USAID said that its education programme has doubled its distribution of reading materials to help teachers and students at more than 4,000 schools in 19 provinces as the world celebrates World Book Day under the theme “Indigenous Languages”.

In celebration of World Book Day, USAID Cambodia announced on April 23 that USAID education programme make strategic investments to ensure that all children and youth learn to read.

“USAID Cambodia has doubled its reading materials to help teachers and students in over 4,000 schools in 19 provinces. We are proud to help all Cambodian children benefit from quality reading services,” the USAID Cambodia stated.

Sok Lak, book reader and co-founder of Intellectual Library, who organized the World Book Day 2022, said that the celebrations by stakeholders in Cambodia reflected that Cambodia is integrated internationally by joining hands and being an important part of inspiring reading together.

“The more book programmes the better and more beneficial to society. The reading situation in our country seems to be limited, which requires further action,” he said.

World Book Day, April 23, was first celebrated in 1995. It was designed to promote reading, publishing, and copyright as they believe books have the power to transport everyone to the new world, expands people’s understanding and stimulates imagination, according to the UNESCO.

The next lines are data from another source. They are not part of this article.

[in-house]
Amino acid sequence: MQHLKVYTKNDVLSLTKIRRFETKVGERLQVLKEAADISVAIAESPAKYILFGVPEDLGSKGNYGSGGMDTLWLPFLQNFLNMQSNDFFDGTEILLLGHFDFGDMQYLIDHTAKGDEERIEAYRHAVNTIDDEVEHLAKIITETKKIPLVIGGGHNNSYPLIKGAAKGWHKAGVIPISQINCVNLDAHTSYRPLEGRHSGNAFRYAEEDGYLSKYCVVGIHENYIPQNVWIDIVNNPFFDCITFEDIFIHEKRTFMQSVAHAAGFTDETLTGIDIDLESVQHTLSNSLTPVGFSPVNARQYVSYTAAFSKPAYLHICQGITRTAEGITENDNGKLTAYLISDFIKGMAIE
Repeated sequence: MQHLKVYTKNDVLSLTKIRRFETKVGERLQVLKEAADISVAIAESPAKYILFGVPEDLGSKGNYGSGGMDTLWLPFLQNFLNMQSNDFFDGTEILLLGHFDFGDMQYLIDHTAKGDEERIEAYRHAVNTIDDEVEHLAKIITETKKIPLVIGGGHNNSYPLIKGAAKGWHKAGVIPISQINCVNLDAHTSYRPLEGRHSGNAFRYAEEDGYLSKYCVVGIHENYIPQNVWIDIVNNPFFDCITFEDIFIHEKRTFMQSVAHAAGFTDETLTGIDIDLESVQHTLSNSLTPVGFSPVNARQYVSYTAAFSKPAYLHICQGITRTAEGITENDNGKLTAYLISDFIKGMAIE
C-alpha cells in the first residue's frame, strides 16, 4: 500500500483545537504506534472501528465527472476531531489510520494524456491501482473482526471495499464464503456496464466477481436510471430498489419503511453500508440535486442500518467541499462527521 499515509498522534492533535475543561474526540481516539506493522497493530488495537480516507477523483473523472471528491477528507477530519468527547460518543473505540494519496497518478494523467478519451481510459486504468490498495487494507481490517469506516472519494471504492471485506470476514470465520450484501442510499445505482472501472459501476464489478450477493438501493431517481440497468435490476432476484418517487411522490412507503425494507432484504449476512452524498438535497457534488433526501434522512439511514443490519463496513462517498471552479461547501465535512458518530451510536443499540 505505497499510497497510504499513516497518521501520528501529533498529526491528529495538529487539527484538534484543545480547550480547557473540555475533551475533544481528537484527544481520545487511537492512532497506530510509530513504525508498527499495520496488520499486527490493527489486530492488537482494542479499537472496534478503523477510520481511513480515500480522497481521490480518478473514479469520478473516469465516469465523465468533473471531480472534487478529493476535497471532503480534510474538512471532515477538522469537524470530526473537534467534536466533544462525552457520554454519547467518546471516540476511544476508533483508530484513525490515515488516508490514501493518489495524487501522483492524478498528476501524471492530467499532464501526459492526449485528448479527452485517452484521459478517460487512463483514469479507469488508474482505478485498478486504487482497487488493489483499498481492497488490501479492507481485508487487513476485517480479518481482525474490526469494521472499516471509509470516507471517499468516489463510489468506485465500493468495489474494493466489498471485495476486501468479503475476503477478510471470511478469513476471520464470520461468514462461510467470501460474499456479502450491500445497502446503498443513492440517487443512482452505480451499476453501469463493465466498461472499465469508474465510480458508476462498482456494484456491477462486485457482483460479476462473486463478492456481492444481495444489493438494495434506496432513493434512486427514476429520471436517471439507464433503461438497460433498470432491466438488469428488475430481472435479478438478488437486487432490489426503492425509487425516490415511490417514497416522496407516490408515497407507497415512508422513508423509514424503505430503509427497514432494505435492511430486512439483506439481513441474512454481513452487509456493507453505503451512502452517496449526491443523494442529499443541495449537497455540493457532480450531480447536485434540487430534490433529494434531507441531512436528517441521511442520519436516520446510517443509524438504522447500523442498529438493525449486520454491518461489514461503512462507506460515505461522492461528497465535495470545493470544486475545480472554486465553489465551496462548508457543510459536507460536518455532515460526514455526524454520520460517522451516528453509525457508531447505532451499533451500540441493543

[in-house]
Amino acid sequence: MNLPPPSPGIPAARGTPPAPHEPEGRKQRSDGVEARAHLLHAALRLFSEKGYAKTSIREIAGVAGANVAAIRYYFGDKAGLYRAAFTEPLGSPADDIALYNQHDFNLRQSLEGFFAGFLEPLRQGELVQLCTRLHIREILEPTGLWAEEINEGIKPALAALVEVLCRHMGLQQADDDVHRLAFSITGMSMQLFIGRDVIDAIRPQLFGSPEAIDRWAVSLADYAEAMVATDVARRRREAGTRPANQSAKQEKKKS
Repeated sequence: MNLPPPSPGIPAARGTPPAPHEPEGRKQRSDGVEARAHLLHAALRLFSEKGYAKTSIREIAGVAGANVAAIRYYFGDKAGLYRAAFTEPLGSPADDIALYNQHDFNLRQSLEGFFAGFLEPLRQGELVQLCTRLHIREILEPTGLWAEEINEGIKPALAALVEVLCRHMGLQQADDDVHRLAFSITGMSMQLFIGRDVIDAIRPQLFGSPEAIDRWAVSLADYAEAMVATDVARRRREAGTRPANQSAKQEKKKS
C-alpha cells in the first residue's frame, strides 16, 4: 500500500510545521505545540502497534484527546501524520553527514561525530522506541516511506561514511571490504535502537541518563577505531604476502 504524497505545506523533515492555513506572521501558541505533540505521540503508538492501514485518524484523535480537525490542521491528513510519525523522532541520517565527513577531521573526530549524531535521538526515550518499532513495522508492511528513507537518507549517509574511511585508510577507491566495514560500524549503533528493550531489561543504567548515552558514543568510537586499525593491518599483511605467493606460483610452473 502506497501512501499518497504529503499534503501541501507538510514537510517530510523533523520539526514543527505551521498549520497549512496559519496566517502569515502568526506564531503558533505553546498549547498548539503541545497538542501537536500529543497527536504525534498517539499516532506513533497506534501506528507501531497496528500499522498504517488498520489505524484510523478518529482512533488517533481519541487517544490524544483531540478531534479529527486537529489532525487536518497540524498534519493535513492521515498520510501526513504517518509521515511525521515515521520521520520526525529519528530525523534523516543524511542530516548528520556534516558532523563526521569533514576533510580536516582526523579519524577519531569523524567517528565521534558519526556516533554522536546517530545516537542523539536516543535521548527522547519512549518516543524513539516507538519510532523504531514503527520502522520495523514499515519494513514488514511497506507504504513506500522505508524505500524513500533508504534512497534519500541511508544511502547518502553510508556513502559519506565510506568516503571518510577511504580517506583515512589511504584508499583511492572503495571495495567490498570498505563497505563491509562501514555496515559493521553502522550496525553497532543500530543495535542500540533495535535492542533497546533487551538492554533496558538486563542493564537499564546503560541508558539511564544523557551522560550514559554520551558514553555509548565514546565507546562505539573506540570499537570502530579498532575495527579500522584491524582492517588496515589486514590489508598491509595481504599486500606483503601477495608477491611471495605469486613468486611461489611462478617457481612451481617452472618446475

UNESCO’s theme for 2023 is Indigenous Language. The theme saw the start of the International Decade of Indigenous Languages (2022-32), as part of a UN priority plan to uphold and promote linguistic diversity and multilingualism.

According to the UNESCO, indigenous and local languages feature as part of the World Book Capital Network Charter, and the Charter recognizes a less rigid concept of what constitutes a book or literature, so that practices like oral storytelling traditions are included.

“For World Book and Copyright Day on April 23, Indigenous Languages will be the message UNESCO will focus on. Of the almost 7,000 existing languages – many of which are fast disappearing – the majority are spoken by indigenous peoples who represent the greater part of the world’s cultural diversity,” UNESCO said.

UNESCO also stated that the UN does not put restrictions on who or which cultures can be termed indigenous, but many of you will be aware of indigenous communities either from your own country, residing there, or among those you have worked with abroad.

“Indeed, books are vital vehicles to access, transmit and promote education, science, culture and information worldwide,” said Audrey Azoulay, Director-General of UNESCO.